This story originally appeared in Wine Industry Network Advisor.
Running a wine association takes a tireless multi-tasker. The job is a combination of strategy, business development, marketing, finance and politics. It takes understanding the needs of the association, as well as the community as a whole. It is about managing the desires of a diverse group, from large producers to small producers.
Morgen McLaughlin knows this all too well. She has spent time on both coasts running wine associations, first working with the Finger Lakes Wine Country Tourism Marketing Association in Upstate New York and now on the west coast as the Executive Director of the Santa Barbara Vintners Association.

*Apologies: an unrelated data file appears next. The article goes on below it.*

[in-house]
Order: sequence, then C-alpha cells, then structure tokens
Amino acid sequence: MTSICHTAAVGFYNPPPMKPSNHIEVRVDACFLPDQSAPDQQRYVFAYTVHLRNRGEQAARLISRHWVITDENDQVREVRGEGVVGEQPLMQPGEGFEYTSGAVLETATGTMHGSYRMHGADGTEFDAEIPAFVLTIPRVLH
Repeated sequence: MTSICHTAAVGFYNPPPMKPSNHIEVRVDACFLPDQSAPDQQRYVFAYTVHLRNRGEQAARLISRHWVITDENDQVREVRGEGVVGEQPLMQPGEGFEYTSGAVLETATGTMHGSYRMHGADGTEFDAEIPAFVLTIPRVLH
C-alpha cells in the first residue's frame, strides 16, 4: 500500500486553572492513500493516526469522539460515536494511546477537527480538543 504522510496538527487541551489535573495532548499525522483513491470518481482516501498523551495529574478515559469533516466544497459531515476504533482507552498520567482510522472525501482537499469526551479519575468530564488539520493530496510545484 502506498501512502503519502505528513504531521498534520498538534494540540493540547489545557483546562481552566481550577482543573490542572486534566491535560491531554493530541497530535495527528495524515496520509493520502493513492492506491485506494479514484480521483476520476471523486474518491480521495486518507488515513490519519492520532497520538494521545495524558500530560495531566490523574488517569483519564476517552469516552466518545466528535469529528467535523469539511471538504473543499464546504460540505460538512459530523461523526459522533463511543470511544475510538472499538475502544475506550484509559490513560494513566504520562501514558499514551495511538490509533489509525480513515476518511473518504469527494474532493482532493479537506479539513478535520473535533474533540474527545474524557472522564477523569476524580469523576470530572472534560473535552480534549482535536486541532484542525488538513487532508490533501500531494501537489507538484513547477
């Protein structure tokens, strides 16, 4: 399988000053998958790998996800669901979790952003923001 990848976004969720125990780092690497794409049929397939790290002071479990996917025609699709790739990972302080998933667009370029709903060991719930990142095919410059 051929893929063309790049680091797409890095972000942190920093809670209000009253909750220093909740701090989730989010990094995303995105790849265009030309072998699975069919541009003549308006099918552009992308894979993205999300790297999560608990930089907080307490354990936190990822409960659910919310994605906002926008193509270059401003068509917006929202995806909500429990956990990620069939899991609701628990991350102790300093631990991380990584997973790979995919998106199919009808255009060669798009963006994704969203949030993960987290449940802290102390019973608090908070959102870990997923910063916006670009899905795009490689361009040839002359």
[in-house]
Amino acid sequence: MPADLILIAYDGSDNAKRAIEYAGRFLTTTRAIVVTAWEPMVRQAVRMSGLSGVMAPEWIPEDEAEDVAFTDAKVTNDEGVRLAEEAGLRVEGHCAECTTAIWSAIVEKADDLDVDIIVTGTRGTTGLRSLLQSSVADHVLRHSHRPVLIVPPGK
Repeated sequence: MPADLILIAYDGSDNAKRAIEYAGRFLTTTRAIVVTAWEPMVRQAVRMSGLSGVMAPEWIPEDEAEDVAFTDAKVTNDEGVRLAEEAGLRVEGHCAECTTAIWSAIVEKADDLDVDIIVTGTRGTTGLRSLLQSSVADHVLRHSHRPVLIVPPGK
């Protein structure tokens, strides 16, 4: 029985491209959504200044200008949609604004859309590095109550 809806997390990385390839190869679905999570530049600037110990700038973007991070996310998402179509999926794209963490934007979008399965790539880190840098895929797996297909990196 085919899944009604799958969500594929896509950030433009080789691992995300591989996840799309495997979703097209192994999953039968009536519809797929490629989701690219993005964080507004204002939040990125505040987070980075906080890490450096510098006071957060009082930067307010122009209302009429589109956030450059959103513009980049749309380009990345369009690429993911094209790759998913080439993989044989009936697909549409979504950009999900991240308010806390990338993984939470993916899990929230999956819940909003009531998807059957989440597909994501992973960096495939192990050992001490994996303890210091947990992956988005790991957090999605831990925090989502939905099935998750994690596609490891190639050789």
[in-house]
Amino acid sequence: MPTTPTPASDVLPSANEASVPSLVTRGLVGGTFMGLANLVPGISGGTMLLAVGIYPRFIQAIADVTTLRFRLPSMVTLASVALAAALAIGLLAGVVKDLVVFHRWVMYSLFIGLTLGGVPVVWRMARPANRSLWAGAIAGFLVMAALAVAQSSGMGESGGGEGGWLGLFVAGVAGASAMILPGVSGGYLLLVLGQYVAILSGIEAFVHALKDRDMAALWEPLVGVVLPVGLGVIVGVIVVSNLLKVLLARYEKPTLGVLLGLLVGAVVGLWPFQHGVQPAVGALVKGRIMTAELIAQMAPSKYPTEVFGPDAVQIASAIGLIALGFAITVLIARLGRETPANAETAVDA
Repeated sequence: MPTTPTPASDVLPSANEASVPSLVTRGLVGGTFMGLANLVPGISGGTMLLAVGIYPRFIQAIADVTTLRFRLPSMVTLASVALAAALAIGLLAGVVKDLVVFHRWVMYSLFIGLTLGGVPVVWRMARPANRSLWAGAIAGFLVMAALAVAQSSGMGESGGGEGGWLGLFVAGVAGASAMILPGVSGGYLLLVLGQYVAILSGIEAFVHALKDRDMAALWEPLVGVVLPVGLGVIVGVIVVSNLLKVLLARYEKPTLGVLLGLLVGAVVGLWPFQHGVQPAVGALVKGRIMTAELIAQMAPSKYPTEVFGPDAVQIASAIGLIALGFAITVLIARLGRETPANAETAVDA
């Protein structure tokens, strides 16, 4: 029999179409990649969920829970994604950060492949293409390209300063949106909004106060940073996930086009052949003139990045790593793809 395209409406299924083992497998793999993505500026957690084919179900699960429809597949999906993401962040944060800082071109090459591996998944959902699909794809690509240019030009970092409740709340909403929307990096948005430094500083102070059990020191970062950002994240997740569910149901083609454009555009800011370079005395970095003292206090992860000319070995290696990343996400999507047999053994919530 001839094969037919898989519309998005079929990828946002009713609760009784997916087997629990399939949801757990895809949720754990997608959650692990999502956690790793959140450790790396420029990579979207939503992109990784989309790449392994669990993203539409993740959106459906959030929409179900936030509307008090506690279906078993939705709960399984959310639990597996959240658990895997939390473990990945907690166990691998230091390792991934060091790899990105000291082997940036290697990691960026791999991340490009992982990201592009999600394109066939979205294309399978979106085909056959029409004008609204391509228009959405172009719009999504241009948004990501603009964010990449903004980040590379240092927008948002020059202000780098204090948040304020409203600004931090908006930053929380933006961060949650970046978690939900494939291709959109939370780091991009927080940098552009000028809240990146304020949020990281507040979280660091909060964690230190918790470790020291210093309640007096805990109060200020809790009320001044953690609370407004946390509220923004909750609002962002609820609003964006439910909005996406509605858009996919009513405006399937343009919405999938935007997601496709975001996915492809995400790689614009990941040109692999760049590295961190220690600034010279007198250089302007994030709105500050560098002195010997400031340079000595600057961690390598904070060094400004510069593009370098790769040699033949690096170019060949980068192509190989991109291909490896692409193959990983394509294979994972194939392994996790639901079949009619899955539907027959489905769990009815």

McLaughlin was raised in Connecticut, not exactly in wine country. But, in 1978, when she was six years old, her parents started a winery and vineyard on the family property. With a farm on the property, a winery was a value add to their lifestyle. From that point on, she grew up riding tractors and working harvest and all associated wine activities. In response, McLaughlin had no interest in working in the wine industry. “I wanted to do the opposite,” she explained. “I wanted to get off the farm and get away from family so I went to school in Boston and studied to be high school English teacher.”